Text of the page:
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Making Private School Fees More Affordable

Making Private School Fees More Affordable

Every parent researching private schools has the same objective; to find the school that best suits their child that will help them reach their full potential. Hand in hand with this however is the fear that the cost of fees may put certain schools out of their reach.

To a parent just starting the research process, it can be difficult to establish how the fee system works and what options are available to help with affordability. We’ve gone directly to the source and discovered that sometimes things aren’t what they first seem.


It’s more than likely that your first visit to a school’s website involves going straight to their fees section to see if it fits within your budget. What’s important to consider when establishing affordability is what’s included in the overall fee and what’s not.

Some schools present a lump sum fee that covers all of the student’s needs up front. Principal of Shelford Girls’ Grammar, Polly Flanagan, explains, “We currently offer fees that are all-inclusive covering tuition fees and consolidated fees that cover items like the use of technology, camps and musical instruments used in classroom music sessions. There are no other charges for parents at Shelford unless their daughter opts to join an overseas trip.”

Some schools charge additional fees where the main upfront fee covers tuition while other composite costs (e.g. for camps) are charged throughout the year. You are generally made aware of these additional fees at the start of the year.

Discounts and structured payment plans.

Most private schools offer discounts. The most common discounts are for early or full payments, having multiple siblings at the same school or for children of alumni.

Some parents find paying a term’s tuition fee in one lump sum difficult to manage. If this is the case for you, a payment plan may be an option. Check with the school to see if they offer structured payment plans or consider arranging a payment plan through a third-party. These organisations make payments to the school on your behalf and you then repay them in manageable fortnightly or monthly installments.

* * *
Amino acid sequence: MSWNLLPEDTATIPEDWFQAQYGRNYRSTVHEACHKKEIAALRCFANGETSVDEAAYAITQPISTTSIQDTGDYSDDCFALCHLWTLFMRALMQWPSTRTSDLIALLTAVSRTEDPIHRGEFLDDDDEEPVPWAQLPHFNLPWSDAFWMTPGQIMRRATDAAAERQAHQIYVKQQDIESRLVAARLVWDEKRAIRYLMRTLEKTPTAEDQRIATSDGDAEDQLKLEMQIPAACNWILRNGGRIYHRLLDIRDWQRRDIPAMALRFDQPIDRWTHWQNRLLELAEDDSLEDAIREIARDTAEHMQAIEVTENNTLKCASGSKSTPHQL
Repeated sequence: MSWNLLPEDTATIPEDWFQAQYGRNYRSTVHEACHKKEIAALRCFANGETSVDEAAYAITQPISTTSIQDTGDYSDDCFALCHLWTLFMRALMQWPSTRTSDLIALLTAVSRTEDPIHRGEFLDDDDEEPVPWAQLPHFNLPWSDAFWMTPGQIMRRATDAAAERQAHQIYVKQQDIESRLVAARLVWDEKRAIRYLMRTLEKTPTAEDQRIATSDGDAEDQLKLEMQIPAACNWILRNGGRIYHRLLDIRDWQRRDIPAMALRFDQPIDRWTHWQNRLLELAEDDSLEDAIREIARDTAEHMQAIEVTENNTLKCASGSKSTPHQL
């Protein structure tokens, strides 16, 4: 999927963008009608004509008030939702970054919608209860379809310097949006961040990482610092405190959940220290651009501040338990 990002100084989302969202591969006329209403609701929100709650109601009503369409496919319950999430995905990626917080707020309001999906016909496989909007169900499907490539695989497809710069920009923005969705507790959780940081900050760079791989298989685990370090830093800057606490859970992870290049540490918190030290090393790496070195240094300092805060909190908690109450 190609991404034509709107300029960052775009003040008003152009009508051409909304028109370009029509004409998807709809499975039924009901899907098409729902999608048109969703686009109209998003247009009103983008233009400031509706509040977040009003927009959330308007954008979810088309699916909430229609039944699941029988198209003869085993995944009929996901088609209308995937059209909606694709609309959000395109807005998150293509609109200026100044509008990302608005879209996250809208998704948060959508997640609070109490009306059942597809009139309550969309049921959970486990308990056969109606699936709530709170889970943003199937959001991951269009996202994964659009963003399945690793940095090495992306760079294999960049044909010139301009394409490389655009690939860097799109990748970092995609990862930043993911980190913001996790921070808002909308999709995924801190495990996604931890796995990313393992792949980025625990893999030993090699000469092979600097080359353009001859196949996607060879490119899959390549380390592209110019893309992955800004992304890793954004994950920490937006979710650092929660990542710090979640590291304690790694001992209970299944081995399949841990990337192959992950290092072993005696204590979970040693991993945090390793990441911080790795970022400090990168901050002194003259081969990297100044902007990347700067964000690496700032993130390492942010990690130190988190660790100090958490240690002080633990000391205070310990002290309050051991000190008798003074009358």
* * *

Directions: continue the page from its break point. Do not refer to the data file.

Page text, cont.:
Another option worth investigating is a scholarship. Scholarship applications are usually received by schools in February and March each year, for enrolment intake the following year. Many schools are very encouraging when it comes to applying for them and offer discounts based on a student’s academic, performing arts, music or sporting ability.

Calvary Christian College in South-East Queensland offers an academic scholarship and a bursary option for an all-rounder student with a good Christian character.

The school’s Marketing Officer, Regan Verwey, says applying for the scholarships is relatively easy and the school welcomes applications from new students.

“We would like to get more applications from prospective students but seem to get most from our own cohort,” she said.

Independent versus Catholic schools.

Although a wide range of fees are charged across the private school sector, it is generally known that most Catholic schools are more affordable than independent, non-denominational schools.

Private schools supported by a religion do accept a small number of students that are not of that faith, however, it will likely be expected for the student to embrace the culture of the school.